On March 2, 2021, the Administrative Court of the Republic of Cyprus has ruled in favour of a conscientious objector (CO) whose application had been rejected.
After being called up for military service, the CO had applied in 2017 for CO status and in order to perform alternative civilian service. In his application he had stated that he was born in a family of Jehovah’s Witnesses and that his religious convictions oblige him to refuse to perform armed or unarmed military service.
The Special Committee examining such applications (of which two out of five members are superior military officers) summoned the CO for an interview. He indeed came before the Special Committee and explained his positions. However the Special Committee recommended to the Minister of Defence to reject the application, mainly on the grounds that he did not provide a document certifying that he belongs to the religious community of Jehovah’s Witnesses (because he was not baptized yet according to his declaration). The Minister of Defence indeed rejected the application and subsequently the CO was called up for military service.
He appealed the Minister’s decision to the Administrative Court (Case No. 1117/2017).
His lawyer submitted various reasons for annulment of the decision, including that the CO was underage by that time and he was not informed of his right to be assisted by a lawyer. Other reasons the lawyer referred to included that the evidence the CO provided and the views he expressed during the interview were not reflected on the written record of the Committee, rendering impossible a judicial review of the decision which is vague and lacks rationale.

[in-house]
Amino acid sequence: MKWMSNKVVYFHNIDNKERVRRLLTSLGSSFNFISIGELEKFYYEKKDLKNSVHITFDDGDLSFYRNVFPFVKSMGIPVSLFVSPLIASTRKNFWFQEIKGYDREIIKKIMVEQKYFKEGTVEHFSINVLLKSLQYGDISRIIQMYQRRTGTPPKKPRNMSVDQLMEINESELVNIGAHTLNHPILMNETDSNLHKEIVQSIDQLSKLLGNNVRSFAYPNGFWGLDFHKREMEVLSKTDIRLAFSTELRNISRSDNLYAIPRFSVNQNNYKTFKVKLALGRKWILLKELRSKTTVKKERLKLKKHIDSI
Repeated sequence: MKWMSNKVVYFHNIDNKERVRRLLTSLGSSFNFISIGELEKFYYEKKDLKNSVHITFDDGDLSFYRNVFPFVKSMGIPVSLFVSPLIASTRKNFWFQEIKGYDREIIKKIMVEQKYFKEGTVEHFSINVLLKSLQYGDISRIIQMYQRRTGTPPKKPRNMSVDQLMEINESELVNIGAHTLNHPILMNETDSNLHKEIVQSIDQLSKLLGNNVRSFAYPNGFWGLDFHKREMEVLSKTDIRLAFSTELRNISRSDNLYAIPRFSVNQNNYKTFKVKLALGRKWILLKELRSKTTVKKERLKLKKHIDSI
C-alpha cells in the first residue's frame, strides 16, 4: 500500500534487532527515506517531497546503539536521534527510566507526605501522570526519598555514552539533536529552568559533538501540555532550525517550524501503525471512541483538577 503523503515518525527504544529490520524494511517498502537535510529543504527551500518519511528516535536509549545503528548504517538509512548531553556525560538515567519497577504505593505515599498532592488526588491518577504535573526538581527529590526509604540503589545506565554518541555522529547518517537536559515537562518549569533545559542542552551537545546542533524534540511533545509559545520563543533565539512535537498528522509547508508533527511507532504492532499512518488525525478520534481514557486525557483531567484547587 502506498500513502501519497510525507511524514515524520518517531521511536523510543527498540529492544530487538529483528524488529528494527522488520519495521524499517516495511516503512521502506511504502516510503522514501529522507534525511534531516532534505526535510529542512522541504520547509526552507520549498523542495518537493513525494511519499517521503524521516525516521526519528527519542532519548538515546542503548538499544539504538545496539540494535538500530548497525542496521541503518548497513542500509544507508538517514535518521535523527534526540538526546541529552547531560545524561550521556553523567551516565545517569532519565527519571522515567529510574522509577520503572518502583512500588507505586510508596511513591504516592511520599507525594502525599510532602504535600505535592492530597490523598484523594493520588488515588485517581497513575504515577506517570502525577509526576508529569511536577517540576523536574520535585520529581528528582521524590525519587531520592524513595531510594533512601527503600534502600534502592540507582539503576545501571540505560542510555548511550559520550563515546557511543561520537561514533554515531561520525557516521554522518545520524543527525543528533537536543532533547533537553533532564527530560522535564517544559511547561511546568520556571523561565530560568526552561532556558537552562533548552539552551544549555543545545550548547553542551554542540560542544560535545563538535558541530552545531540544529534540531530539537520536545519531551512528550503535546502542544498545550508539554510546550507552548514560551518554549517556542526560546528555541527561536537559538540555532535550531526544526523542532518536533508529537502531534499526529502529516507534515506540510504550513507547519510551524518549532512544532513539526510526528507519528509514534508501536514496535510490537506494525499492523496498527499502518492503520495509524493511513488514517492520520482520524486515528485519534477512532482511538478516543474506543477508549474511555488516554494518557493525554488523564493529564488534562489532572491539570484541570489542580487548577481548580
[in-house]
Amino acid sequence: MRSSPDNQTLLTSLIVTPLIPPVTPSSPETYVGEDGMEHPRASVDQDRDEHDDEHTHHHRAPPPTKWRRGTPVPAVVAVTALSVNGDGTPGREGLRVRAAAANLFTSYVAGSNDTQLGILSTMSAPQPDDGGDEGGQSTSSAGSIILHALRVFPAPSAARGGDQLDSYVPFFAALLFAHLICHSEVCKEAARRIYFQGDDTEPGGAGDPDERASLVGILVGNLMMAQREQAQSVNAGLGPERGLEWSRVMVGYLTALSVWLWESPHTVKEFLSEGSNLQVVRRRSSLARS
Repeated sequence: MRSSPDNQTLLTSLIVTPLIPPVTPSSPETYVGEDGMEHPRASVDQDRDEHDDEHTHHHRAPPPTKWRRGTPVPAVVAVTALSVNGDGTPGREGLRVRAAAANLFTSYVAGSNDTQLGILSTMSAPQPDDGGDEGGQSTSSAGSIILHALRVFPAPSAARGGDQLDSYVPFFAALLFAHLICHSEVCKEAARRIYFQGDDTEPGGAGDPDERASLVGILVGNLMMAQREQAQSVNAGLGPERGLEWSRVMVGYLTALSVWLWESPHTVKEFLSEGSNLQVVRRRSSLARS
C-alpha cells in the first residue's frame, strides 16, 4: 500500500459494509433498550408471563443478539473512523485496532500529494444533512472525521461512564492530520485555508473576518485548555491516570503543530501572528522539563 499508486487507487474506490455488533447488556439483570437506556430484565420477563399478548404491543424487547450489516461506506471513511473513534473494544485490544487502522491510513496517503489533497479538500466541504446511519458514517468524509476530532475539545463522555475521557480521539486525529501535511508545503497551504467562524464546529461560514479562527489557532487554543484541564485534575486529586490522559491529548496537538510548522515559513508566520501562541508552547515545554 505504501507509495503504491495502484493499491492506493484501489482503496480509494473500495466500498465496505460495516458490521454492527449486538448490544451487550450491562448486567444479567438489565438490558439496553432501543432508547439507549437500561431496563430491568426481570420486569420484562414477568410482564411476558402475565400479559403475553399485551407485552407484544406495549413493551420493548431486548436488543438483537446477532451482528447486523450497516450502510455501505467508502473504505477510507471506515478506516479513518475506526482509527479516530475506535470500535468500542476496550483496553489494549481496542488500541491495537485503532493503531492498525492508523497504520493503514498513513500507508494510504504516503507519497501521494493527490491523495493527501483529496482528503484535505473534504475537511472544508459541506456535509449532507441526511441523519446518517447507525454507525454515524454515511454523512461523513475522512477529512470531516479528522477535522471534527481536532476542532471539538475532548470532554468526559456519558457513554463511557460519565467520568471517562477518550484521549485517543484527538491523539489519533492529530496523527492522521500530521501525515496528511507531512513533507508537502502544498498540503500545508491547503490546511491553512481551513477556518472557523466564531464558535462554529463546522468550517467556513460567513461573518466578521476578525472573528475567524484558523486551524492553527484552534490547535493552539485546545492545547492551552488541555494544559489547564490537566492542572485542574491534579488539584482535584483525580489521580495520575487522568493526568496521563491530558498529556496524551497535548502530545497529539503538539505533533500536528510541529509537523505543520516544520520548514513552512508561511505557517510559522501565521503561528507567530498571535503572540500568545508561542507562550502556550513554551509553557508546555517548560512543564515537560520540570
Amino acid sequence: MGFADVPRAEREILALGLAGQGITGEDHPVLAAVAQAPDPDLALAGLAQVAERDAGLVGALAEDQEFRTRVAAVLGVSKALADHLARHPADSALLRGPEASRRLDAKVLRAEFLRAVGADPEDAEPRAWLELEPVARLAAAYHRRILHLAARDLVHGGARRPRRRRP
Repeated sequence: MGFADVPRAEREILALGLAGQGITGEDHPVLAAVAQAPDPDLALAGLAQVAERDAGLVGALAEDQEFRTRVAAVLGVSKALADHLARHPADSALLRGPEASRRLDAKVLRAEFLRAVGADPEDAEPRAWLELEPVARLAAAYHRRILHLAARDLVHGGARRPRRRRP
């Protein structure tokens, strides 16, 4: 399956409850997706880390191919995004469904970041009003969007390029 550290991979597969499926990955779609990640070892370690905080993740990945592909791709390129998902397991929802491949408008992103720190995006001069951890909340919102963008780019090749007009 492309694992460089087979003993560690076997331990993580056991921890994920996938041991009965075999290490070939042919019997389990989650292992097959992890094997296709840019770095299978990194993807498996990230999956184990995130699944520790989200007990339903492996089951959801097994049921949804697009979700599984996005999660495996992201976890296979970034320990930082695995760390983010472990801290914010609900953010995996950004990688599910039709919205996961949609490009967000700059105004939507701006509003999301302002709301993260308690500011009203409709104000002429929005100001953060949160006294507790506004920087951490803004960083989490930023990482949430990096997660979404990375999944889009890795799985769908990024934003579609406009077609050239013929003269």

The court accepted one of the reasons, namely, that the written record of the interview has not been adequate. The court said despite the Special Committee's statement that they have taken into consideration what the applicant had declared, his declaration was not recorded and therefore a judicial review of the decision is impossible. Consequently, the court decided to annul the decision of rejection, and awarded the claimant €1,700 for legal expenses, while not considering necessary to examine some of the other reasons raised by his lawyer.
Conscription in the Republic of Cyprus
In the Republic of Cyprus, there is conscription and every Cypriot assigned as male at birth are called up to military service in the year when they turn 18 years of age, which means they can even be called up when still underage. The right to conscientious objection is recognised but its regulation and implementation do not meet international standards. The alternative service is longer than the military service and therefore could be considered punitive according to the standards of the European Parliament.
The decision-making process for CO status is not independent and impartial, meaning the military is involved. The Special Committee evaluating the applications for conscientious objection includes military personnel (two out of five members are from the military), and the final decision is made by the Ministry of Defence, as opposed to the recommendations by the Office of the UN High Commissioner for Human Rights.
Despite not touching upon crucial issues, such as the impartiality and independence of the decision making bodies or the issue of calling up underage persons and examine them without presence of lawyer, the current decision by the Administrative Court in favour of the applicant CO illustrates the arbitrary way the applications for CO status are handled under the current legislative framework.